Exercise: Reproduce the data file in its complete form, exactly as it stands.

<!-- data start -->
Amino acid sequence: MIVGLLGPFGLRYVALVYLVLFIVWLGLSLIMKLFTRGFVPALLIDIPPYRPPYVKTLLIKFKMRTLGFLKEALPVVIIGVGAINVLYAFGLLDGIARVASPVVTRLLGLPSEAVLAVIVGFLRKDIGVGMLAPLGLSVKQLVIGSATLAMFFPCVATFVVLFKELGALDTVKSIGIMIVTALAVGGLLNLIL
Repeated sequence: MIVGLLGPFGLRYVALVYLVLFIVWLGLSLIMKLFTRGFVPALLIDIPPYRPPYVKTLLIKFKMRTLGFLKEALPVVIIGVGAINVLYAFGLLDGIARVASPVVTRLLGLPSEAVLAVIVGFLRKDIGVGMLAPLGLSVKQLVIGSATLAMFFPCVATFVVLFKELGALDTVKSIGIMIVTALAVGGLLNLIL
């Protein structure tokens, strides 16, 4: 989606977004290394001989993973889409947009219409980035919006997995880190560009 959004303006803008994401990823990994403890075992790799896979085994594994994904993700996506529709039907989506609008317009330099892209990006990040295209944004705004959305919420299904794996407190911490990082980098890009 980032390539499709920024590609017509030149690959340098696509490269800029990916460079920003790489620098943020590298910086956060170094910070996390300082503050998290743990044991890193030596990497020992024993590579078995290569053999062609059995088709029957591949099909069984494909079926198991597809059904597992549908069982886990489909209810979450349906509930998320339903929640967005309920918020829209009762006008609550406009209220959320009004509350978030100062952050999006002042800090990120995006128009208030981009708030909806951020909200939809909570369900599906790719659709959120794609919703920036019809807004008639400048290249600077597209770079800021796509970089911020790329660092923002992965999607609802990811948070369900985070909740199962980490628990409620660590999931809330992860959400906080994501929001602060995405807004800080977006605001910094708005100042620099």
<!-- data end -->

Amino acid sequence: MIVGLLGPFGLRYVALVYLVLFIVWLGLSLIMKLFTRGFVPALLIDIPPYRPPYVKTLLIKFKMRTLGFLKEALPVVIIGVGAINVLYAFGLLDGIARVASPVVTRLLGLPSEAVLAVIVGFLRKDIGVGMLAPLGLSVKQLVIGSATLAMFFPCVATFVVLFKELGALDTVKSIGIMIVTALAVGGLLNLIL
Repeated sequence: MIVGLLGPFGLRYVALVYLVLFIVWLGLSLIMKLFTRGFVPALLIDIPPYRPPYVKTLLIKFKMRTLGFLKEALPVVIIGVGAINVLYAFGLLDGIARVASPVVTRLLGLPSEAVLAVIVGFLRKDIGVGMLAPLGLSVKQLVIGSATLAMFFPCVATFVVLFKELGALDTVKSIGIMIVTALAVGGLLNLIL
């Protein structure tokens, strides 16, 4: 989606977004290394001989993973889409947009219409980035919006997995880190560009 959004303006803008994401990823990994403890075992790799896979085994594994994904993700996506529709039907989506609008317009330099892209990006990040295209944004705004959305919420299904794996407190911490990082980098890009 980032390539499709920024590609017509030149690959340098696509490269800029990916460079920003790489620098943020590298910086956060170094910070996390300082503050998290743990044991890193030596990497020992024993590579078995290569053999062609059995088709029957591949099909069984494909079926198991597809059904597992549908069982886990489909209810979450349906509930998320339903929640967005309920918020829209009762006008609550406009209220959320009004509350978030100062952050999006002042800090990120995006128009208030981009708030909806951020909200939809909570369900599906790719659709959120794609919703920036019809807004008639400048290249600077597209770079800021796509970089911020790329660092923002992965999607609802990811948070369900985070909740199962980490628990409620660590999931809330992860959400906080994501929001602060995405807004800080977006605001910094708005100042620099």